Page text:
Preparing Your Boat For A Hurricane

The requirements for what boat owners must do in the event of an incoming hurricane vary depending on the marina. States are starting to enact regulations mandating boat owners to prepare their vessels in specific ways in the wake of Katrina and Wilma. What are the most crucial things a boat owner needs to know to protect themselves and their boat during a hurricane, given all this knowledge, some of it conflicting?

The majority of specialists concur that there are two fundamental guidelines that provide the best guidance. First, make a strategy for what you will do if a storm is headed your way. To do that, double-check your state’s regulations and the terms of your contract with the marina to determine what they require. Additionally, you want to ask your boat insurance provider if there are any rules that can have an impact on your policy. To make sure you fully get how much time is required to move or prepare your boat, perform a dry run during the off-season.

Second, it is never advisable to try to survive a hurricane in your boat. Although it is a common fallacy, being on a boat in open water during a cyclone is not safer than being on land. Boats may be swept far inland by hurricane winds and tides, or they may even be sunk. Risking your life for your boat is not worth it.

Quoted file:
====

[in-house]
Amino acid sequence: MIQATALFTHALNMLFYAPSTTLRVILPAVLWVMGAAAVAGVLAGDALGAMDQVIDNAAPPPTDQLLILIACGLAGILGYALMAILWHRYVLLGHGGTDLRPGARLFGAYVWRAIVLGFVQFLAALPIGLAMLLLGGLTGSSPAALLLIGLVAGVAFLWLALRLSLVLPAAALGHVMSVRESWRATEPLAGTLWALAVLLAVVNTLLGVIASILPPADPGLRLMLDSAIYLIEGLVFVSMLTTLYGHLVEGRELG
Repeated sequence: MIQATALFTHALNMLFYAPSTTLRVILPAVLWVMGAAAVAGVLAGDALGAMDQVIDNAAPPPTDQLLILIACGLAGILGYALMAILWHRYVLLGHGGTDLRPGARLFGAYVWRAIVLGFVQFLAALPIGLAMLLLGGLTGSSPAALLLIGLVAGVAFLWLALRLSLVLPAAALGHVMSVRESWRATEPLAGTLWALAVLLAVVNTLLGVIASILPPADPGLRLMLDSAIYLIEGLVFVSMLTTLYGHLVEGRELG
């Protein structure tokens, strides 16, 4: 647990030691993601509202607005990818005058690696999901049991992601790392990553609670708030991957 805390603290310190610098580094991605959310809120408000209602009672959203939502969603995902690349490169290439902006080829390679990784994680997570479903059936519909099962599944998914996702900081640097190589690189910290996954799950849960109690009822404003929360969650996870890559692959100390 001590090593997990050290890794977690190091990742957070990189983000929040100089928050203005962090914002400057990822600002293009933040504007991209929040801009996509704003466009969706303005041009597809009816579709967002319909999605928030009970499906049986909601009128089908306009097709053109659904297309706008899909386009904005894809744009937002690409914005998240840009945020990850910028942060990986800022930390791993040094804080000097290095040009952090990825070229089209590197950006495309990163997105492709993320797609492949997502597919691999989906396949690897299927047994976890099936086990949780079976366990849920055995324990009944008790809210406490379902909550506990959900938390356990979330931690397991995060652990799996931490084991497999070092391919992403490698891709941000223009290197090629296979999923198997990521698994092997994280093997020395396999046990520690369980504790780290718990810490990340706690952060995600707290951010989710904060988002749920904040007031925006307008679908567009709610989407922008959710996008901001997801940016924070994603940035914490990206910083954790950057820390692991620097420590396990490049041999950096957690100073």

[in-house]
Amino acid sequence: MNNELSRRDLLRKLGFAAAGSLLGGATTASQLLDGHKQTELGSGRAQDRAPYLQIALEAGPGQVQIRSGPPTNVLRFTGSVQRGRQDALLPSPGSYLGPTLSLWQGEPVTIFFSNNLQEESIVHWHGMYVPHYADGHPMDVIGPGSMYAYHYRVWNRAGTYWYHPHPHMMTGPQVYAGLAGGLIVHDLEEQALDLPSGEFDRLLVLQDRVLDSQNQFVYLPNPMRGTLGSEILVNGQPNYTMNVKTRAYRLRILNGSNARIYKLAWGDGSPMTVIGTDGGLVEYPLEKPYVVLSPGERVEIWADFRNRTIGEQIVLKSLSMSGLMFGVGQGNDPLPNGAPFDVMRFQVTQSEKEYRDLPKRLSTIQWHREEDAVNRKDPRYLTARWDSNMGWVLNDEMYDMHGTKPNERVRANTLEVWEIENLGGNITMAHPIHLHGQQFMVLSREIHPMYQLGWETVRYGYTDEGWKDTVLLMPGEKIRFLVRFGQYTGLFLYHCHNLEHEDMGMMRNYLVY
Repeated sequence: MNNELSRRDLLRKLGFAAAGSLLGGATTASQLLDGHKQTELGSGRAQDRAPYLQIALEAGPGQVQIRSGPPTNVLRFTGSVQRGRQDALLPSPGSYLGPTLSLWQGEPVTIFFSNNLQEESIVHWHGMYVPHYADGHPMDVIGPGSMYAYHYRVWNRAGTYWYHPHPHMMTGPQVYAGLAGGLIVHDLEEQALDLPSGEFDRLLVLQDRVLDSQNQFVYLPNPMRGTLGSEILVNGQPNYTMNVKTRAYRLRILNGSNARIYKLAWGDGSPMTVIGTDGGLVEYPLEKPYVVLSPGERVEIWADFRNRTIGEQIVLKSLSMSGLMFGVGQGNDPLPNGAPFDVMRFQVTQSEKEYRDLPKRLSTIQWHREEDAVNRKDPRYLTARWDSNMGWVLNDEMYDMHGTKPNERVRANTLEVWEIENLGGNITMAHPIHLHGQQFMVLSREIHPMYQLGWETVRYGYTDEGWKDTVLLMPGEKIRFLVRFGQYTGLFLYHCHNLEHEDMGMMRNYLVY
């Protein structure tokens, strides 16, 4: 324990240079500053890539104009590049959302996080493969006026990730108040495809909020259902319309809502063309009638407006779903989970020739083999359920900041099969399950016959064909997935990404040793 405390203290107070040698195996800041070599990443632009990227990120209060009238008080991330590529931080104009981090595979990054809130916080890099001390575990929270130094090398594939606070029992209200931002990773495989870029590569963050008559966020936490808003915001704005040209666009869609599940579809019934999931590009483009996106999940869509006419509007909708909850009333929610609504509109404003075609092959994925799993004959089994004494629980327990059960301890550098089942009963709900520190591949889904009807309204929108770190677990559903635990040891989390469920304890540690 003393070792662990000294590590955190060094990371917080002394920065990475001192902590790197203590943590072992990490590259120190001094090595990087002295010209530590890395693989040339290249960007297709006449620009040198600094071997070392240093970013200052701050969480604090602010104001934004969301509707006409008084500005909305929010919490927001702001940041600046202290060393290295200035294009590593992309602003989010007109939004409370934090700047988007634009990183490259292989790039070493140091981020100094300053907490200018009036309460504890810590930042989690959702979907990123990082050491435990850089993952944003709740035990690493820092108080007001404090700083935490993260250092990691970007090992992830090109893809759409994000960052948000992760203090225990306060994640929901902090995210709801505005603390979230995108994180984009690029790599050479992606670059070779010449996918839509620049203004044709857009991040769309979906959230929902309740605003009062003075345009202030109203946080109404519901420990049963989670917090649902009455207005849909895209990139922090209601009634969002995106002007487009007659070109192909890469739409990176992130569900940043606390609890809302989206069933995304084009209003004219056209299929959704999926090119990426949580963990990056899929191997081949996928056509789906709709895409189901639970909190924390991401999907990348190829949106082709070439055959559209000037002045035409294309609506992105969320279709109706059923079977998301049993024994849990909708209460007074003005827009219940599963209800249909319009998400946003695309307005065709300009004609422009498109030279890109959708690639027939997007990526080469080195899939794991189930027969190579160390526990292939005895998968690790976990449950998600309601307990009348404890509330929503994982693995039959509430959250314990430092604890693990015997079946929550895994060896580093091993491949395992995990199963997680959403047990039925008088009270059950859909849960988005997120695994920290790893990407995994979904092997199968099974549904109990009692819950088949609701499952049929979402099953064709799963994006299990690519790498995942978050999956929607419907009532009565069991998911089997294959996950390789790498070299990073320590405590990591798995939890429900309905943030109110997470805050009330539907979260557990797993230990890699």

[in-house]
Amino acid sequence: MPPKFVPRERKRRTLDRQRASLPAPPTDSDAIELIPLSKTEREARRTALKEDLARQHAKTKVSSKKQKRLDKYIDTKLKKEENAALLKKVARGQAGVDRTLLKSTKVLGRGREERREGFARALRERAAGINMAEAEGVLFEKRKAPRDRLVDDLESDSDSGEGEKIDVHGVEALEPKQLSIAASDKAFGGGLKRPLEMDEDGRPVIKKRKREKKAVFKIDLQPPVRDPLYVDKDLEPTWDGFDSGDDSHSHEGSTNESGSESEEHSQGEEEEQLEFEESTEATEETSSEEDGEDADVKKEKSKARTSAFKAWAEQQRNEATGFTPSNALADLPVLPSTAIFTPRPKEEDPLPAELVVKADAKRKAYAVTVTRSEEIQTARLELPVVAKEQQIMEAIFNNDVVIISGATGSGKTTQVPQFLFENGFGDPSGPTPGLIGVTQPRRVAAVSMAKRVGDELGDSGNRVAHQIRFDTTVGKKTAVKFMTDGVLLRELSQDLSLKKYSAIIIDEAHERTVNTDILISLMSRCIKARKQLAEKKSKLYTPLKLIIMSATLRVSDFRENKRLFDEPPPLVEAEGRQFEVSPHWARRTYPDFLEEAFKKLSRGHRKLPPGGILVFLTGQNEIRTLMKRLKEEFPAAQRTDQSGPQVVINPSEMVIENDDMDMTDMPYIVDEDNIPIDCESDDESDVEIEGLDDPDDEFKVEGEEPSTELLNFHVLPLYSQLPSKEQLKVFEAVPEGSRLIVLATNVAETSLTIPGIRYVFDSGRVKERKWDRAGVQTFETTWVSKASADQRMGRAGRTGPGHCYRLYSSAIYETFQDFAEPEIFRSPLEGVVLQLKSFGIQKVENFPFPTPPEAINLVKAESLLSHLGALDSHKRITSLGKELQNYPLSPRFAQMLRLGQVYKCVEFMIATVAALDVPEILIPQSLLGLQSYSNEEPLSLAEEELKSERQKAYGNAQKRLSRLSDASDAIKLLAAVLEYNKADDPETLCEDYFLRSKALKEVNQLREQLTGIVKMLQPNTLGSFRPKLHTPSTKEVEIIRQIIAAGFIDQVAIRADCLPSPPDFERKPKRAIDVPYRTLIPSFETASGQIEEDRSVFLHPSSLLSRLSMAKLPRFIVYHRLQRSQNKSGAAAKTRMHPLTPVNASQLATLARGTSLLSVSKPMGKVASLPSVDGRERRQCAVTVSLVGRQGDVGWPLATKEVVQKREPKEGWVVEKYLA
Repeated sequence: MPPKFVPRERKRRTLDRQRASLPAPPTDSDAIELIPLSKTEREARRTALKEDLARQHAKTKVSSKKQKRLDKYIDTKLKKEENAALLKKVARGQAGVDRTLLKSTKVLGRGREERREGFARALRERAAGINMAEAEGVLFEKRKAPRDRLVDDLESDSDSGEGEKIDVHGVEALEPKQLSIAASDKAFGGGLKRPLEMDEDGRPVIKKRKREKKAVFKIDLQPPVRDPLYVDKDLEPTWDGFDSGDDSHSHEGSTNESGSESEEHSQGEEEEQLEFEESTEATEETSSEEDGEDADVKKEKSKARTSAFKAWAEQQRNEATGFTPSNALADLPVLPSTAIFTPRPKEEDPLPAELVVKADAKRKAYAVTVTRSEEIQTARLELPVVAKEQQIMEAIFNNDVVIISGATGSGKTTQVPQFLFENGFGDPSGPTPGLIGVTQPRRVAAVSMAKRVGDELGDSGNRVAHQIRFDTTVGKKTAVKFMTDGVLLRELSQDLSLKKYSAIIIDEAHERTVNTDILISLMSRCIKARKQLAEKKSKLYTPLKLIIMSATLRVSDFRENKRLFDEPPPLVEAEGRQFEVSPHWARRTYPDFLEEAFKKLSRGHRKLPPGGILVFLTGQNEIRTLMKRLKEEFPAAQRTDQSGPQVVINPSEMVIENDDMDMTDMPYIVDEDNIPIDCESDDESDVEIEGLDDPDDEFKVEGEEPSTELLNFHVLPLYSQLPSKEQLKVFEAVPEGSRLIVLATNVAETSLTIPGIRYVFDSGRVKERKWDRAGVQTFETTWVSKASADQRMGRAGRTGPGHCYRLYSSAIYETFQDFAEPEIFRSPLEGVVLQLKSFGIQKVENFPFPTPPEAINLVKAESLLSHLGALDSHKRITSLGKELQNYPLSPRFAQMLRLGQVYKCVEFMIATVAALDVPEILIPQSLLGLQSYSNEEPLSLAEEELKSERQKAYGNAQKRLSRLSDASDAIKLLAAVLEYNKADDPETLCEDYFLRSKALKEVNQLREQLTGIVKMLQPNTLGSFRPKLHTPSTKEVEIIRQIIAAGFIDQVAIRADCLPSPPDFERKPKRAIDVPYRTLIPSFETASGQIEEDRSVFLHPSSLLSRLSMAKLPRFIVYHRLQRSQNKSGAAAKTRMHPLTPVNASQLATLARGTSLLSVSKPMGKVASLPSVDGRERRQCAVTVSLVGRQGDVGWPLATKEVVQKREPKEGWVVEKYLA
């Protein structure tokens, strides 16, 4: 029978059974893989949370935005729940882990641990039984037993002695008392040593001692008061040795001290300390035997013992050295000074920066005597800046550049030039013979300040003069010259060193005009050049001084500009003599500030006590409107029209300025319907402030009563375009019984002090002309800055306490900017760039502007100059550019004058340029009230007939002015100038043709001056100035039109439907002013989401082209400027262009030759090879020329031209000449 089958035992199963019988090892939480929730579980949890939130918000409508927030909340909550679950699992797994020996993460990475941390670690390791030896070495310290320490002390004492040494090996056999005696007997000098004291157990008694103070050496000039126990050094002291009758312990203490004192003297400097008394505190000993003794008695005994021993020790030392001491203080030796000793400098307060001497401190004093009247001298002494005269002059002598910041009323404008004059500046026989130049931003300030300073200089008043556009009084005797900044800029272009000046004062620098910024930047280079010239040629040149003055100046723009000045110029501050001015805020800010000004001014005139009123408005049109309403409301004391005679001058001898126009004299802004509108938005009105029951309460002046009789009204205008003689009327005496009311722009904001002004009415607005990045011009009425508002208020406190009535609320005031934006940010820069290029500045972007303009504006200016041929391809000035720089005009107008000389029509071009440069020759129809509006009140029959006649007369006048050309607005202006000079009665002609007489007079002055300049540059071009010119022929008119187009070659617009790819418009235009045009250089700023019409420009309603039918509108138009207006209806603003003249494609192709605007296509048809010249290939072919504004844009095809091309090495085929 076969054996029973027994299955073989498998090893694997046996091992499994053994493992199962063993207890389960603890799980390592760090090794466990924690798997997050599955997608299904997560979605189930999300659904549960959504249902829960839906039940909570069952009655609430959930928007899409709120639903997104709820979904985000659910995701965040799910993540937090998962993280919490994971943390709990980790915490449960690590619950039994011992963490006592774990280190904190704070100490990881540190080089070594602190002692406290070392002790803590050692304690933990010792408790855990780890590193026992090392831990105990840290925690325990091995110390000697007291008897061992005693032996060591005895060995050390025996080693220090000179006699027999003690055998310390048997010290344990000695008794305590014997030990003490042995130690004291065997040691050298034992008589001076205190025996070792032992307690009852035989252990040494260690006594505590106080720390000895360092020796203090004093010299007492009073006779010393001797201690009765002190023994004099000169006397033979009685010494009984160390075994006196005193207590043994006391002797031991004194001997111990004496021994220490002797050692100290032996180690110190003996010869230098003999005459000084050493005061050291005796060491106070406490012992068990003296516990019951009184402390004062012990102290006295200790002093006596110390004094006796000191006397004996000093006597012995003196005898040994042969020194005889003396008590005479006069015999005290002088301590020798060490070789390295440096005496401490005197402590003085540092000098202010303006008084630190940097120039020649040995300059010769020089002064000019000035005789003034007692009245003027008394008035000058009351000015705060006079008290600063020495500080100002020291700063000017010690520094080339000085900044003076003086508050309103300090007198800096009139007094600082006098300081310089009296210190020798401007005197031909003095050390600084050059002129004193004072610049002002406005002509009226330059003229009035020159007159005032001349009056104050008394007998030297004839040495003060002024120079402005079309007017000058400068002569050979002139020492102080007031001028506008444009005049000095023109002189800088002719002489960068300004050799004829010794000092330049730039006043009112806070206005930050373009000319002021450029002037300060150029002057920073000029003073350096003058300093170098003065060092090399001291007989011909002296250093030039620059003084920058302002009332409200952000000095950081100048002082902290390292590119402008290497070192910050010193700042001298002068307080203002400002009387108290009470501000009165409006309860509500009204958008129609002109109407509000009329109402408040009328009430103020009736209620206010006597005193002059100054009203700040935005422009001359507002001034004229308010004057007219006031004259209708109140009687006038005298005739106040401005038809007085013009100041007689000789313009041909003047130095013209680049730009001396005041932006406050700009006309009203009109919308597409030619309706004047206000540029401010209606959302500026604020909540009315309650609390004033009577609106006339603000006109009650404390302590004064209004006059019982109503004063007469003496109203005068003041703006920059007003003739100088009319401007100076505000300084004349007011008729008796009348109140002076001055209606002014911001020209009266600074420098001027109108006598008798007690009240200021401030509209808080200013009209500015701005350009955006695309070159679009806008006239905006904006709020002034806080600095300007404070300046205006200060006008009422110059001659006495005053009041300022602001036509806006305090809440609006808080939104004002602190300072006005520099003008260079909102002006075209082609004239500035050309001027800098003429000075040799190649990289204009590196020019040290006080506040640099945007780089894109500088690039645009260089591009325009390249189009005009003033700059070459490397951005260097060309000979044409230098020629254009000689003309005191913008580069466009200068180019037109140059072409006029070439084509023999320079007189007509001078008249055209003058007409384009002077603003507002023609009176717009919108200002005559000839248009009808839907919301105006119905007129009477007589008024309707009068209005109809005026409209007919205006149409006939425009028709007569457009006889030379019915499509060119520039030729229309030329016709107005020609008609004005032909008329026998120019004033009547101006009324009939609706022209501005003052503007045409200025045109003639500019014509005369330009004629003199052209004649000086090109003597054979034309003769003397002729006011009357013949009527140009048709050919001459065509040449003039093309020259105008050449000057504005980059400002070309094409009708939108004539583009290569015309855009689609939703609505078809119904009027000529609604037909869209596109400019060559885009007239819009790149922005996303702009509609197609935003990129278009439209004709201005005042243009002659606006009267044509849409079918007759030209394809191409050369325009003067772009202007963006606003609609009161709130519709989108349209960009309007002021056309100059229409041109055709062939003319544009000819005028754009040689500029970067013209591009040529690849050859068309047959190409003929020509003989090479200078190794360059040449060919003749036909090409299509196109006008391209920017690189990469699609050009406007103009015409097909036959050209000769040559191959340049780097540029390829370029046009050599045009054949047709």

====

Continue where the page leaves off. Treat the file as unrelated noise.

If at all possible, moving your boats are always the best approach to avoid damage. To do this, though, advanced planning for inland storage space is necessary. Drawbridges are frequently closed down prior to a hurricane to aid in the evacuation of people from low-lying areas, which many boat owners are also unaware of. Due to this, it is even more crucial that you move your boats as soon as a hurricane watch is issued for your region.

Some areas have flotilla plans in place in order to move the maximum number of boats in the shortest time. Your local emergency management office will issue flotilla information in advance of a hurricane. If you are planning on joining a flotilla, be sure that your boat is properly maintained and fueled.

There are some easy things you can take to reduce damage if transferring your boats is not an option. All portable objects, including electronics, antennae, dinghies, sun shades, oars, and other items that can get blown around and harm your boat, should be taken off. Any other objects should be firmly fastened. Before a storm, rope and other supplies may be hard to come by, so get them early to secure your boat.


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